How the Left Lost Its Mind

McKay Coppins writes for The Atlantic:

[…] Over the past two decades, an immense amount of journalistic energy was spent exploring the right-wing media ecosystem—from talk radio, to Fox News, to Breitbart and beyond—and documenting its growing influence on mainstream GOP politics. This turned out to be a worthy and prescient pursuit, and if any doubt remains about that, I’d present “President Donald Trump” as Exhibit A. While serious Republicans in the political class spent years scoffing at the “entertainers” and “provocateurs” on the supposedly powerless fringe, the denizens of the fever swamp were busy taking over the party.

But 2017 poses the question: Could the same thing happen on the left?

It’s a prospect that deserves more serious attention and debate than it’s gotten this year. The Trump era has given rise to a vast alternative left-wing media infrastructure that operates largely out of the view of casual news consumers, but commands a massive audience and growing influence in liberal America. There are polemical podcasters and partisan click farms; wild-eyed conspiracists and cynical fabulists. Some traffic heavily in rumor and wage campaigns of misinformation; others are merely aggregators and commentators who have carved out a corner of the web for themselves. But taken together, they form a media universe where partisan hysteria is too easily stoked, and fake news can travel at the speed of light.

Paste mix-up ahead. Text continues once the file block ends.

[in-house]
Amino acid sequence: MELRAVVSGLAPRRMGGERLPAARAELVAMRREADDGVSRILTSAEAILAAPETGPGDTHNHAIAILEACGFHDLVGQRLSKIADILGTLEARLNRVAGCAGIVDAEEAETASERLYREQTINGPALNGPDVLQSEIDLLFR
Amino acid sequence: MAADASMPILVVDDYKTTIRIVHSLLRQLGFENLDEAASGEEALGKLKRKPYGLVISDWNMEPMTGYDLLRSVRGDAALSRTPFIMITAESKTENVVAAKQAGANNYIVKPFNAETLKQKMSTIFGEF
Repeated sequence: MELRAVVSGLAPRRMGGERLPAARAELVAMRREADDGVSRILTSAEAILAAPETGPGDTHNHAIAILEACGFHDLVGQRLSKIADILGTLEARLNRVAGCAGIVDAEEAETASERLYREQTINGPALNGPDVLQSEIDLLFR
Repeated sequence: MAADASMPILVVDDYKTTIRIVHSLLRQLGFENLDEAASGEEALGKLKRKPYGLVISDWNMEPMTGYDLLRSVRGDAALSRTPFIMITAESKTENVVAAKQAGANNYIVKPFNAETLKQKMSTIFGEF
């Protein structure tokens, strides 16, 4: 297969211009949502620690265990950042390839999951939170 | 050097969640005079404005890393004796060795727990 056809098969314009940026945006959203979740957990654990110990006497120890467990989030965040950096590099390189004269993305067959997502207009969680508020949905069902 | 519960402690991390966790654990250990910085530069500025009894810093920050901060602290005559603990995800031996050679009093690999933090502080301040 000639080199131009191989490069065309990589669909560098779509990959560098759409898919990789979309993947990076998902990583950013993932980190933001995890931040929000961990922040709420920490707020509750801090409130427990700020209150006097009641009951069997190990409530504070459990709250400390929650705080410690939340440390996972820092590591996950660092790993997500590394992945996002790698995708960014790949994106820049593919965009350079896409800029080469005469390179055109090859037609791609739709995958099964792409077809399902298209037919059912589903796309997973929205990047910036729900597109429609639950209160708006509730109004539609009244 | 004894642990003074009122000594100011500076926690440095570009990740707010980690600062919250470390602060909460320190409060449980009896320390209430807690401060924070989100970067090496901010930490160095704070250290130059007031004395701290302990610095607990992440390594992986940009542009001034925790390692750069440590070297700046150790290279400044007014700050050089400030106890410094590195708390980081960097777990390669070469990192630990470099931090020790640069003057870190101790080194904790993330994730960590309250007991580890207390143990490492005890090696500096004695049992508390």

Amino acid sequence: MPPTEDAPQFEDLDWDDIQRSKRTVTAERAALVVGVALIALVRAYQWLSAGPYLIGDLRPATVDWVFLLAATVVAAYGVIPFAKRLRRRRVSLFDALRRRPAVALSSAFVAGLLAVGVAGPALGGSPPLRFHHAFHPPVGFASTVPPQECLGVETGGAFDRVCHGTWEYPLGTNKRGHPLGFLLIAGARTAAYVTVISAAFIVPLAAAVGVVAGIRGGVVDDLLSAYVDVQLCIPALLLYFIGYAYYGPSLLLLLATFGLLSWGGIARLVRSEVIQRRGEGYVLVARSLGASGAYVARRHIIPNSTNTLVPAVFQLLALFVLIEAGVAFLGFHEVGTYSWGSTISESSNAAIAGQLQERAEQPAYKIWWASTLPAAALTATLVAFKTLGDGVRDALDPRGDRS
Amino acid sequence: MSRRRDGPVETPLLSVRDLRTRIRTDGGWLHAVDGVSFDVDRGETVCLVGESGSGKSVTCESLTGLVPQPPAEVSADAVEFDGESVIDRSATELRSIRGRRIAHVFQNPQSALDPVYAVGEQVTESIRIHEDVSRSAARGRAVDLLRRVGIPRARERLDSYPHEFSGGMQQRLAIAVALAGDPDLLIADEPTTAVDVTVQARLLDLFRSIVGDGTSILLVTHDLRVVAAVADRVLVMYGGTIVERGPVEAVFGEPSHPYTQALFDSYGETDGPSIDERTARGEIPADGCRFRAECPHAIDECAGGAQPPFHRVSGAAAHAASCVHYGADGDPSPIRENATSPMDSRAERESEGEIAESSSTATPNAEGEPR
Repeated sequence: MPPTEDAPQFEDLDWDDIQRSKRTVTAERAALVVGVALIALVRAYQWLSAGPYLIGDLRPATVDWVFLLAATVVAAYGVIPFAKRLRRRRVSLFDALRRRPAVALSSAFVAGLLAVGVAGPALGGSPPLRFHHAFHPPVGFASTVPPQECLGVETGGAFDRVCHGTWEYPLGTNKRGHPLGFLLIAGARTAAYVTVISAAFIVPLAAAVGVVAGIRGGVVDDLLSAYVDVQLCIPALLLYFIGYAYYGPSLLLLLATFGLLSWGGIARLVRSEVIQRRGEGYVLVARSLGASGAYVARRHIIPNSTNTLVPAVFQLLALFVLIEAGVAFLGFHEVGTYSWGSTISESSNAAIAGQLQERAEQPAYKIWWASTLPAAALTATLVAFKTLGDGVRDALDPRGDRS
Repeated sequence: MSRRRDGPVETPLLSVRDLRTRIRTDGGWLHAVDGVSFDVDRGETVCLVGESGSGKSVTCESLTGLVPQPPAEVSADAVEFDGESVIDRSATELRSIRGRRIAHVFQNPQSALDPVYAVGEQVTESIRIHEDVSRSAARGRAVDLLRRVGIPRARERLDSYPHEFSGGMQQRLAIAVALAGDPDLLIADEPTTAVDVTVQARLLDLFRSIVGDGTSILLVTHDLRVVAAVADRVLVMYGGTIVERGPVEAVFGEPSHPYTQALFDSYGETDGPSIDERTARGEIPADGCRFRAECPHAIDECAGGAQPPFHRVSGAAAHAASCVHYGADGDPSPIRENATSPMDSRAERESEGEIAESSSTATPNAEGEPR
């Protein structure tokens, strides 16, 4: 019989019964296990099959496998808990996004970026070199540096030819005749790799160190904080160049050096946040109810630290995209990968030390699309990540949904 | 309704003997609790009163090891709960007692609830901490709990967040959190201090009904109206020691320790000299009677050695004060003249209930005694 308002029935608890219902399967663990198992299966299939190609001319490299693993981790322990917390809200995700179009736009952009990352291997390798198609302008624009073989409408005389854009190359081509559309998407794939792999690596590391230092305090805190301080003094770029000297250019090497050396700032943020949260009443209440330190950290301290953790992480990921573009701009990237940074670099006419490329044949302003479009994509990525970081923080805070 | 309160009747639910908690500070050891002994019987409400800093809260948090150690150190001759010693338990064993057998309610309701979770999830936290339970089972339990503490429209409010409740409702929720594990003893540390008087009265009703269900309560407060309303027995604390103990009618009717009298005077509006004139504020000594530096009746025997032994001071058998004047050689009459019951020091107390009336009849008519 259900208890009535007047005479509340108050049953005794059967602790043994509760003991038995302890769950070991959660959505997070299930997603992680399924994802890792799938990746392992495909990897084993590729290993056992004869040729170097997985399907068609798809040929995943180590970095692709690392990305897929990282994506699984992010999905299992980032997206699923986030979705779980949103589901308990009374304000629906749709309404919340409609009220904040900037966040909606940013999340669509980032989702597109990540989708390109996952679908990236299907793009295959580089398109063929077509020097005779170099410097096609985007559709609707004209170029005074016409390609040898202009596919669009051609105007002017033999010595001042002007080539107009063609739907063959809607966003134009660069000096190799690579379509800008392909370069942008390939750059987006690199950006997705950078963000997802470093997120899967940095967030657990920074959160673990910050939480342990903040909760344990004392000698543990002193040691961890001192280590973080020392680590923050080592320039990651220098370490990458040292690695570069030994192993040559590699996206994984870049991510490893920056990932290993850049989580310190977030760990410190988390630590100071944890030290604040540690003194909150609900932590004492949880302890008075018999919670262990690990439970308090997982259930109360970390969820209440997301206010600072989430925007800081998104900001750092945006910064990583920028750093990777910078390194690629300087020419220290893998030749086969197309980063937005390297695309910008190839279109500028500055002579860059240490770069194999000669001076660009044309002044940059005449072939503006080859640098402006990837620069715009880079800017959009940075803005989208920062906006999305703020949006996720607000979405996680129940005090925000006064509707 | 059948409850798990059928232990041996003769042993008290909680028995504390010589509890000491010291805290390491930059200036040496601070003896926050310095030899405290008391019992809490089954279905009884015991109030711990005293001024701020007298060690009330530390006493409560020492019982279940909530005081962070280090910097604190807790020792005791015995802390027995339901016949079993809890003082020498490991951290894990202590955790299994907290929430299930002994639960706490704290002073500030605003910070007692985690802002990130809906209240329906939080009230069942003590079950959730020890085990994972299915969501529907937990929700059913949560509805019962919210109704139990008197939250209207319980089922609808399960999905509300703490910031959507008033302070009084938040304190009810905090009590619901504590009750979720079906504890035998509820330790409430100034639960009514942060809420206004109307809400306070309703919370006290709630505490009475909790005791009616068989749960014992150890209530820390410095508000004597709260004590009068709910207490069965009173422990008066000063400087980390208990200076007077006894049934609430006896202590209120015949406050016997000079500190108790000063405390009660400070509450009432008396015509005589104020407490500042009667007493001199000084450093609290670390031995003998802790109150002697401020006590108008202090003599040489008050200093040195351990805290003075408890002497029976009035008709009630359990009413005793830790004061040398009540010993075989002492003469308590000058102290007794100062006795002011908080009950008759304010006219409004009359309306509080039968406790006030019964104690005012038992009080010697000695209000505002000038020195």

Before we go on, let me try to quiet the cries of “False equivalence!” before they begin: No, these personalities and publications do not yet wield the same influence in the Democratic Party that their counterparts do in the GOP. But ignoring them would be a mistake. In recent months, some of the most irresponsible actors in this world have proven alarmingly adept at influencing venerated figures of the left—from public intellectuals, to world-famous celebrities, to elected officials.

What follows is an attempt to map the topography of the left’s modern alternative media landscape. It is by no means comprehensive, but hopefully it provides a useful start to the kind of exploration and anthropology that’s needed.

READ MORE…

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